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Neural bases for anticipation skill in soccer: an fMRI study

journal contribution
posted on 19.07.2016, 09:32 by Daniel T. Bishop, Michael J. Wright, Robin Jackson, Bruce Abernethy
The aim of this study was to examine the neural bases for perceptual-cognitive superiority in a soccer anticipation task using functional magnetic resonance imaging (fMRI). Thirty-nine participants lay in an MRI scanner while performing a video-based task in which they predicted an oncoming opponent’s movements. Video clips were occluded at four time points, and participants were grouped according to in-task performance. Early occlusion reduced prediction accuracy significantly for all participants, as did the opponent’s execution of a deceptive maneuver; however, high-skill participants were significantly more accurate than their low-skill counterparts under deceptive conditions. This perceptual-cognitive superiority was associated with greater activation of cortical and subcortical structures involved in executive function and oculomotor control. The contributions of the present findings to an existing neural model of anticipation in sport are highlighted.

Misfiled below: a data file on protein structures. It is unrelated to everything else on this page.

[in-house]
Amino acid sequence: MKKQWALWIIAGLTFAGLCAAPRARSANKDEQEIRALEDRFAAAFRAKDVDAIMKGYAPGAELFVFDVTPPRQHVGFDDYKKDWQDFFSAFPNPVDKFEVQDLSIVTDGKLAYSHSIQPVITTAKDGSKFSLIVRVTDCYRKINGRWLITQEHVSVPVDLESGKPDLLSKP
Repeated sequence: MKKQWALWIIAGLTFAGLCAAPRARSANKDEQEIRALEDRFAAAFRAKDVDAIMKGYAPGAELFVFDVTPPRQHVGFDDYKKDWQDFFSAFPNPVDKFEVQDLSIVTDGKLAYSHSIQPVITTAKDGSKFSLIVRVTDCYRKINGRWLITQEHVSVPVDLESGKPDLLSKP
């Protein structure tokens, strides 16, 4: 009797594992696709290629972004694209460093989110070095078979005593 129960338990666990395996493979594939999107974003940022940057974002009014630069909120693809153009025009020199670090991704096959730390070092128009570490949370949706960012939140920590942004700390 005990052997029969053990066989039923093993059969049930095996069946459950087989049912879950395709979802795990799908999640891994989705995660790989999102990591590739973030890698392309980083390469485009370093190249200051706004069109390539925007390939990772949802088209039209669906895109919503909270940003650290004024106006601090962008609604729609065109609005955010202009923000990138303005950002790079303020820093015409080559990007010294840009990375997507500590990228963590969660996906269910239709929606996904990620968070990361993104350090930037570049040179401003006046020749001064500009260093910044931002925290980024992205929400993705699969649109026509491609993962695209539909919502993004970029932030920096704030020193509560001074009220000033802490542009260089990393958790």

History

School

  • Sport, Exercise and Health Sciences

Published in

Journal of Sport and Exercise Psychology

Volume

35

Pages

98 - 109

Citation

BISHOP. D.T. ... et al., 2013. Neural bases for anticipation skill in soccer: an fMRI study. Journal of Sport and Exercise Psychology, 35 (1), pp.98-109.

Publisher

© Human Kinetics

Version

VoR (Version of Record)

Publisher statement

This work is made available according to the conditions of the Creative Commons Attribution-NonCommercial-NoDerivatives 4.0 International (CC BY-NC-ND 4.0) licence. Full details of this licence are available at: https://creativecommons.org/licenses/by-nc-nd/4.0/

Publication date

2013

Notes

Closed access.

ISSN

0895-2779

eISSN

1543-2904

Language

en

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